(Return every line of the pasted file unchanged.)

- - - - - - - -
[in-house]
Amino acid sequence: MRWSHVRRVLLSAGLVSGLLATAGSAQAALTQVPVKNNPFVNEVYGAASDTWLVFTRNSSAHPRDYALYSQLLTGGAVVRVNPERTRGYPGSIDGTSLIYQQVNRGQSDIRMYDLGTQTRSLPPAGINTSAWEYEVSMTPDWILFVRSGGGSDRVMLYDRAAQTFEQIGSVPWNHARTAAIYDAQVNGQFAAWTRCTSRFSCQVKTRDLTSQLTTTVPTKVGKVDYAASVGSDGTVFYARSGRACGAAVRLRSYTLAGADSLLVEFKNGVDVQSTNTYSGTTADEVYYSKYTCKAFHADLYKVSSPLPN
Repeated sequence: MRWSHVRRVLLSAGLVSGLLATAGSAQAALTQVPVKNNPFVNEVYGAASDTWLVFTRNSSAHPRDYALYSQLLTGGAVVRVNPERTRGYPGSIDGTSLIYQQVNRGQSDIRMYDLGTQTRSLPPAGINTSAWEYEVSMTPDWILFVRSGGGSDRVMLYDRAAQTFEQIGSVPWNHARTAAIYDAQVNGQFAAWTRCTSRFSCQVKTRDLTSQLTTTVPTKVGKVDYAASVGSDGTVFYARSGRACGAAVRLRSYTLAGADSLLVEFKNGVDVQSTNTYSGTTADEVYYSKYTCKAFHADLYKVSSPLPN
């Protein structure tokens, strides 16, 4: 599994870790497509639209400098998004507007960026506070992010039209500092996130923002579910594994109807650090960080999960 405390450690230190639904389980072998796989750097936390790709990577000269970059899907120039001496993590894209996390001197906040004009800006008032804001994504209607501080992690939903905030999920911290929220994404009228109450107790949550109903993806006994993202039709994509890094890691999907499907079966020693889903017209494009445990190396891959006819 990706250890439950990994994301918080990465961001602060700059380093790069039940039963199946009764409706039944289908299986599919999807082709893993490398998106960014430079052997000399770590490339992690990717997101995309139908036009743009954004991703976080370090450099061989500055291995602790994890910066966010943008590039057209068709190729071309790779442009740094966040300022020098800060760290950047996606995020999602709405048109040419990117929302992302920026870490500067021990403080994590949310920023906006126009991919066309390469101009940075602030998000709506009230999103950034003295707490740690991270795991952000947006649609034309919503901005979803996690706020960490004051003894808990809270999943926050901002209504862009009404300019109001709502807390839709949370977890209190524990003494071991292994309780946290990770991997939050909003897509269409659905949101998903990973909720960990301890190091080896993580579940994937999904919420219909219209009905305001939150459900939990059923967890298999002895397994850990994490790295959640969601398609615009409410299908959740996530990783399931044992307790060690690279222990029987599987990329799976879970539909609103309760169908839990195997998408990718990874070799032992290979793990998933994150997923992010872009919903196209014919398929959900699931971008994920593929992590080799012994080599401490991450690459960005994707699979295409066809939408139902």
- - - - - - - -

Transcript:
[in-house]
Amino acid sequence: MRWSHVRRVLLSAGLVSGLLATAGSAQAALTQVPVKNNPFVNEVYGAASDTWLVFTRNSSAHPRDYALYSQLLTGGAVVRVNPERTRGYPGSIDGTSLIYQQVNRGQSDIRMYDLGTQTRSLPPAGINTSAWEYEVSMTPDWILFVRSGGGSDRVMLYDRAAQTFEQIGSVPWNHARTAAIYDAQVNGQFAAWTRCTSRFSCQVKTRDLTSQLTTTVPTKVGKVDYAASVGSDGTVFYARSGRACGAAVRLRSYTLAGADSLLVEFKNGVDVQSTNTYSGTTADEVYYSKYTCKAFHADLYKVSSPLPN
Repeated sequence: MRWSHVRRVLLSAGLVSGLLATAGSAQAALTQVPVKNNPFVNEVYGAASDTWLVFTRNSSAHPRDYALYSQLLTGGAVVRVNPERTRGYPGSIDGTSLIYQQVNRGQSDIRMYDLGTQTRSLPPAGINTSAWEYEVSMTPDWILFVRSGGGSDRVMLYDRAAQTFEQIGSVPWNHARTAAIYDAQVNGQFAAWTRCTSRFSCQVKTRDLTSQLTTTVPTKVGKVDYAASVGSDGTVFYARSGRACGAAVRLRSYTLAGADSLLVEFKNGVDVQSTNTYSGTTADEVYYSKYTCKAFHADLYKVSSPLPN
């Protein structure tokens, strides 16, 4: 599994870790497509639209400098998004507007960026506070992010039209500092996130923002579910594994109807650090960080999960 405390450690230190639904389980072998796989750097936390790709990577000269970059899907120039001496993590894209996390001197906040004009800006008032804001994504209607501080992690939903905030999920911290929220994404009228109450107790949550109903993806006994993202039709994509890094890691999907499907079966020693889903017209494009445990190396891959006819 990706250890439950990994994301918080990465961001602060700059380093790069039940039963199946009764409706039944289908299986599919999807082709893993490398998106960014430079052997000399770590490339992690990717997101995309139908036009743009954004991703976080370090450099061989500055291995602790994890910066966010943008590039057209068709190729071309790779442009740094966040300022020098800060760290950047996606995020999602709405048109040419990117929302992302920026870490500067021990403080994590949310920023906006126009991919066309390469101009940075602030998000709506009230999103950034003295707490740690991270795991952000947006649609034309919503901005979803996690706020960490004051003894808990809270999943926050901002209504862009009404300019109001709502807390839709949370977890209190524990003494071991292994309780946290990770991997939050909003897509269409659905949101998903990973909720960990301890190091080896993580579940994937999904919420219909219209009905305001939150459900939990059923967890298999002895397994850990994490790295959640969601398609615009409410299908959740996530990783399931044992307790060690690279222990029987599987990329799976879970539909609103309760169908839990195997998408990718990874070799032992290979793990998933994150997923992010872009919903196209014919398929959900699931971008994920593929992590080799012994080599401490991450690459960005994707699979295409066809939408139902």